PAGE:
WREN Stories: Reflections on who are the women that make up our Trust
This month's WREN (Workforce Race Equality Network) Stories blog comes from Wendy Tangen, Clinical Services Inclusion Lead and Chair of WREN
Maya Angelou once said: “You may encounter many defeats, but you must not be defeated. In fact, the encountering may be the very experience which creates the vitality and the power to endure.” I am sure these words resonate with many as they do with me.
In recent weeks we have been hearing the sad news of violence against women. The Reclaim the Night Movement started back in the 1977 during the Yorkshire Ripper murders where women were encouraged to stay indoors. 40 years plus and women are still being asked to change their behaviours as a result of violent crimes perpetrated by some men against them. What are the messages we would like to leave for our next generations, how are we as women within our intersectionalities become role models that challenge today’s society and not take the easy option of conforming as we are often expected to and how do we move forward with the utmost respect and dignity for ourselves and each other, knowing this is not always easy. Questions I often ask myself again and again but I did not have to look very far for the answers, they were staring me right in the face, as I reflected on the strong women that surrounded me every day.
In celebration of International Women’s Day earlier this month I want to take the opportunity to share my reflections over the past year on what it means to me to celebrate and be amongst great women at Leeds and York Partnership NHS Foundation Trust (LYPFT). The theme of IWD this year is ‘Choose To Challenge’ and as the Chair of our Workforce Race Equality Network (WREN) my admiration for the women, my sisters in our network for their leadership and lived experiences to ‘challenge’ is astounding….. words escape me.
As a network in the last year we decided we needed to come together to offer comfort to each other through what was and still is one of the most trying times in all of our lives. The pandemic has ripped through our hearts in the most horrendous way, leaving our vulnerabilities exposed as we were forced to be disconnected from our families, our communities and our loved ones. Our intentions were to just sit in each other’s company and be there for each other, but what unfolded as the year progressed was so beautiful, for me it was like looking at a flower blossom and then being filled with the joy and happiness it brought. Women in our network regardless of backgrounds, status or profession, began to reach out to each other sharing their personal experiences of pain and grief and in so doing began to mend.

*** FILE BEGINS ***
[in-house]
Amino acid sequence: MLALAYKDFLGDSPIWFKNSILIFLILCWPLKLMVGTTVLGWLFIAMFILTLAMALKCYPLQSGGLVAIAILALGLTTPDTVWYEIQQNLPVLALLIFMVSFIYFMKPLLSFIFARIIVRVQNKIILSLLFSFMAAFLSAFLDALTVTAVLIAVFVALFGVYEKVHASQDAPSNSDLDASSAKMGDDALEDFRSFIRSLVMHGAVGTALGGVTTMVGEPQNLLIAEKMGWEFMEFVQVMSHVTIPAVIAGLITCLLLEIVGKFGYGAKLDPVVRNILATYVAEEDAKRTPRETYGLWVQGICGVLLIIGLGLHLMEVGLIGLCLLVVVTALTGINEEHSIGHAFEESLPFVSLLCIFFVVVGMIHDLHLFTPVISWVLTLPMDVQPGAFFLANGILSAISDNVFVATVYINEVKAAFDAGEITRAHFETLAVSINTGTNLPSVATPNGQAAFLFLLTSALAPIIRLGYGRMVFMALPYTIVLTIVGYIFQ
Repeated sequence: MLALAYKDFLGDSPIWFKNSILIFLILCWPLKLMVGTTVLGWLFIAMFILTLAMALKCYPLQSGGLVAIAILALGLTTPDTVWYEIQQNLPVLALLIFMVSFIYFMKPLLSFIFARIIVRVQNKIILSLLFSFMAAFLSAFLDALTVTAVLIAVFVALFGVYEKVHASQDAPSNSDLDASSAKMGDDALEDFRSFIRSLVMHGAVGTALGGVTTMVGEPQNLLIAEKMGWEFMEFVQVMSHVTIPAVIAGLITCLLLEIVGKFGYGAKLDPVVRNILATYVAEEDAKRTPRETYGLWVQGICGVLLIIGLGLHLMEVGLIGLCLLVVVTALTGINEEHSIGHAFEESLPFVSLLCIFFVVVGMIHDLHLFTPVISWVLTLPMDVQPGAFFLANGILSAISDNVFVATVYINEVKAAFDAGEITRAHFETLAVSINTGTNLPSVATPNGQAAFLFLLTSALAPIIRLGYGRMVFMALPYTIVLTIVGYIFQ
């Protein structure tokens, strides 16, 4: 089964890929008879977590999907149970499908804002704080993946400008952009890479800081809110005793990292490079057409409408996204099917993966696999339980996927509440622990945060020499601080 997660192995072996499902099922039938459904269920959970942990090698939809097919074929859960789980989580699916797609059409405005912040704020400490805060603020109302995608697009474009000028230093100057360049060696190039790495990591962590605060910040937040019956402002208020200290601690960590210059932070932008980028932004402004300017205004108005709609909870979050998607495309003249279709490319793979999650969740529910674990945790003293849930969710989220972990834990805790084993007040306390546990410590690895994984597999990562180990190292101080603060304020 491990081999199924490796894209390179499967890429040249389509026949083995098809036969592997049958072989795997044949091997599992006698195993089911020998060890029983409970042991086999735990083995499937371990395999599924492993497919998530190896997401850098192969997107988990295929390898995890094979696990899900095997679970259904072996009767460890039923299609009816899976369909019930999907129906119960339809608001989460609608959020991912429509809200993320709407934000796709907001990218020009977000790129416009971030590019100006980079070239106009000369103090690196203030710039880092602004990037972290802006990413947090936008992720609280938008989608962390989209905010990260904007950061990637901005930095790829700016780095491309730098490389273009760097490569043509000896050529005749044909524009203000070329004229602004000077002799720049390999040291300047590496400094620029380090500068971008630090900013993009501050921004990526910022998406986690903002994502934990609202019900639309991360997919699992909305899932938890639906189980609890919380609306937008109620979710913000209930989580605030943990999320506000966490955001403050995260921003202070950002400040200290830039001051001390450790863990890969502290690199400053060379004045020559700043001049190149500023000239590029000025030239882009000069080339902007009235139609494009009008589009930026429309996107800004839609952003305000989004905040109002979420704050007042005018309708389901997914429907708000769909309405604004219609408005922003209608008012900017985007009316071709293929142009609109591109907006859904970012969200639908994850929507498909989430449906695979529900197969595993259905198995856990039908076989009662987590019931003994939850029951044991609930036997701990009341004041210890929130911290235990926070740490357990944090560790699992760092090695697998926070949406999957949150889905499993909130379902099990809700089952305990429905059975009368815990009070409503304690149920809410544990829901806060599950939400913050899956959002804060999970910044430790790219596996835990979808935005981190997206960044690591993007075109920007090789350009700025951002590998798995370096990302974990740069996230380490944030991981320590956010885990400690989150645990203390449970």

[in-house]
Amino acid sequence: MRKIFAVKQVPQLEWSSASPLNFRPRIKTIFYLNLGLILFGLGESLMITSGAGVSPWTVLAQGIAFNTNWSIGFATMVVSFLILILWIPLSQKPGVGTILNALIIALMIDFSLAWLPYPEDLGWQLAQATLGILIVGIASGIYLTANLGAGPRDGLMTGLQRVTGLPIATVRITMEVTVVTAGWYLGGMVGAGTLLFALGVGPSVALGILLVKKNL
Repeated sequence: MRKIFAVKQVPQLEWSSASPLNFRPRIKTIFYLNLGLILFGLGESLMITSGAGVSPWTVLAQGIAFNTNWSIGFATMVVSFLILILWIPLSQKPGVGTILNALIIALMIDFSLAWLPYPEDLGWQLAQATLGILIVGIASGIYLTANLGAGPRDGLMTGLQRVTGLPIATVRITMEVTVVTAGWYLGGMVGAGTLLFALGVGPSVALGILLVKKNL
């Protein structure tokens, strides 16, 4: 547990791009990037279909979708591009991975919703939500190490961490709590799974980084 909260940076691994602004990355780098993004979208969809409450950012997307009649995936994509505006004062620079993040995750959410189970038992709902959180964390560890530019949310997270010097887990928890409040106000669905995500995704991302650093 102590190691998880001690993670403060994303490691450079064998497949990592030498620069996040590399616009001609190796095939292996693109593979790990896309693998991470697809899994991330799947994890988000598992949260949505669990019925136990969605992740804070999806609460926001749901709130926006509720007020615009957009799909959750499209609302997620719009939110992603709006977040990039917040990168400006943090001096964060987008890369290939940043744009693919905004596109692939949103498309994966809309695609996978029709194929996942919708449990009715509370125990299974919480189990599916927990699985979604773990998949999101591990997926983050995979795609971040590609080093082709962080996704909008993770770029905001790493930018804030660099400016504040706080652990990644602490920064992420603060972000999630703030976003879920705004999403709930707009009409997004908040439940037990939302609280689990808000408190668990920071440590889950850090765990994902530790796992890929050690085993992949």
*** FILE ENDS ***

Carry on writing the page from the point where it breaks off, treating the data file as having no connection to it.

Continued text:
The solidarity formed created a strong bond which then saw some of the biggest hurdles being shifted. Topics of identities became the forefront of our conversations, holding open, honest, complex discussions particularly around discriminations, inequalities and valuing each other allowing for transparency and trust, creating a psychologically safe space for everyone to ask uncensored questions, support new learning and nurture compassion. This journey was not easy and often I heard apologies and permission indirectly being sought before attempting down a controversial lane, but what was amazing was our sisters immediately picking up on this and giving feedback to empower each other to be their authentic selves. We are not there yet. But our journey together has begun, there is much work to do to grant women the equality, to value their many roles, appreciate their wisdom and embrace them for the amazing human beings that they are.
There will be times when we may need to stop and take a breath, but knowing we have each other will make the long road ahead less arduous. The role modelling and bravery displayed by these women despite their grief of losing family and community members, their moments of loneliness, isolation and fear of the unknown, to still give of themselves selflessly, to elevate each other, to challenge the status quo and to take action continued beyond network meetings and will be the catalyst that embraces and build positive cultures.
So I ask myself what is it like to be a woman in my organisation, how we support others to be their best selves and what have I learnt from the women in our network. Well, being a woman in leadership in LYPFT has become easier over the past years, sitting around the table and having a voice, but most importantly believing in my voice is one of my greatest achievements. But this came from the different layers of women leaders at LYPFT and our network, not forgetting male allies who also believe in us. I am bursting with pride to be amongst these strong, beautiful WOMEN and to be able to call them my sisters and to know we are always standing shoulder to shoulder shining brightly together.
Author Wendy Tangen has been nominated for the Most Inspiring Individual of the Year Award at the 2021 FREDIE Awards run by the National Centre for Diversity.
Wendy, is the Trust’s Clinical Services Inclusion Lead and Chair of our Workforce Race Equality Network (WREN), and has received her nomination for going above and beyond for the causes of fairness, respect, equality, diversity, inclusion or engagement in the workplace.